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Guns, Bombs, and Other Terrifying Pranks Arabs Love To Pull

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Pranks are popular in the Arab world, and they are often known by the name "Hidden Camera". Egypt is often the best place to pull such stunts, as their people have an unmatched sense of humor in the Arab world. But in most Arab countries, filming such a show might be a risky business. When the Palestinian Authority was first formed and they had a state TV network (but no state), they produced such shows which the public have come to enjoy.

I vividly remember a few of their pranks, like when a guy took his donkey into a barber shop and asked the barber to give his donkey a haircut. Another time, they had an actor dressed like an inmate running around a local prison with handcuffs, asking random strangers to free him from his cuffs. Most people ran away, but one guy grabbed him and refused to let go of him until he had handed him to the police.

However, Al-Aqsa TV, a TV network close to Hamas, has also dabbled in pranks in Gaza where their operation is based. In the video below, the TV hired amateur actors to set up a prank where a would-be suicide bomber walking into a beachside shack carrying a bag, while an undercover actor is pretending to be communicating with other officers about the suspect. The moment the youngster open opens the bag and the undercover agent speaks, all those beachgoers run for their lives. As if Gaza needed any more scares--everyone is already on edge.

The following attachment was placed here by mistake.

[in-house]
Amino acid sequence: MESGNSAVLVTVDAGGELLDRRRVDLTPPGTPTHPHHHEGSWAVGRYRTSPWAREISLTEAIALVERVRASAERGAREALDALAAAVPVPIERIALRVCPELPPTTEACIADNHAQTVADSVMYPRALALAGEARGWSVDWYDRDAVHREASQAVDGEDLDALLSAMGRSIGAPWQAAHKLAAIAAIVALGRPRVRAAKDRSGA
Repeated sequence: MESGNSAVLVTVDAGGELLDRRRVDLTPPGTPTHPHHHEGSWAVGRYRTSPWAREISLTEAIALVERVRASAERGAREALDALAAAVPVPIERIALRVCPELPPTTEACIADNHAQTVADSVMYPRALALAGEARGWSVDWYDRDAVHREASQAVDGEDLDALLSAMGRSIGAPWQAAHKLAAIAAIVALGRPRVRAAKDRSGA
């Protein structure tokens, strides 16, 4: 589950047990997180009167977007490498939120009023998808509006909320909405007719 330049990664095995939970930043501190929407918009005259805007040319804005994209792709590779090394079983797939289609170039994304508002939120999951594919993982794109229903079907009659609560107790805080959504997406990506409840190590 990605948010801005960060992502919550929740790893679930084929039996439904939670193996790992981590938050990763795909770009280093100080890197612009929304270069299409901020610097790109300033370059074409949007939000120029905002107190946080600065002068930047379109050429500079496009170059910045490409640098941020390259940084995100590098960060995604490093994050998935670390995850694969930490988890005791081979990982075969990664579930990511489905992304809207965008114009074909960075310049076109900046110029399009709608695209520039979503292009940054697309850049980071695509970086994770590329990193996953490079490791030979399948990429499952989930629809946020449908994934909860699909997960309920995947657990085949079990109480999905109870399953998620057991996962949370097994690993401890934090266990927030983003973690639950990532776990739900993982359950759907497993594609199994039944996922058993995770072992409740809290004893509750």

Last year I saw a humorous video of a TV crew who was interviewing random young Saudi men in the streets and they had one question for each of them: "What's your Mother's Name"? Most were caught off guard by this question, and the majority refused to answer it. Not because they were afraid someone would be able to hack into their bank account, but because the name of the mother is a taboo as a well guarded secret in that conservative society.

But a random video just surfaced of an attempt to pull a prank on some Saudi poet. They had him in the studio waiting for filming, and the host of the show was next door and had his microphone turned on so the guest could hear him. The show's host was telling his producer that he didn't know the guy, and he did not think the guest was worthy of being on his show. The guest flipped out and a guy had to hold him back, and then at minute 3:43, the guest reaches for his gun and attempts to face the TV host and maybe shoot him. For real, Saudis do not joke around, not even a poet who is supposed to be sensible and sensitive by virtue of his trade. He reached for his gun while on camera--now it makes sense why Saudi Arabia and the United States have a special relationship.

Such shows are often popular during the month of Ramadan. I have to hand it to the Egyptians for making the best practical jokes and having a great sense of humor; the other Arabs have to catch up and just learn to chill.

[hat tip: Kellee Koenig]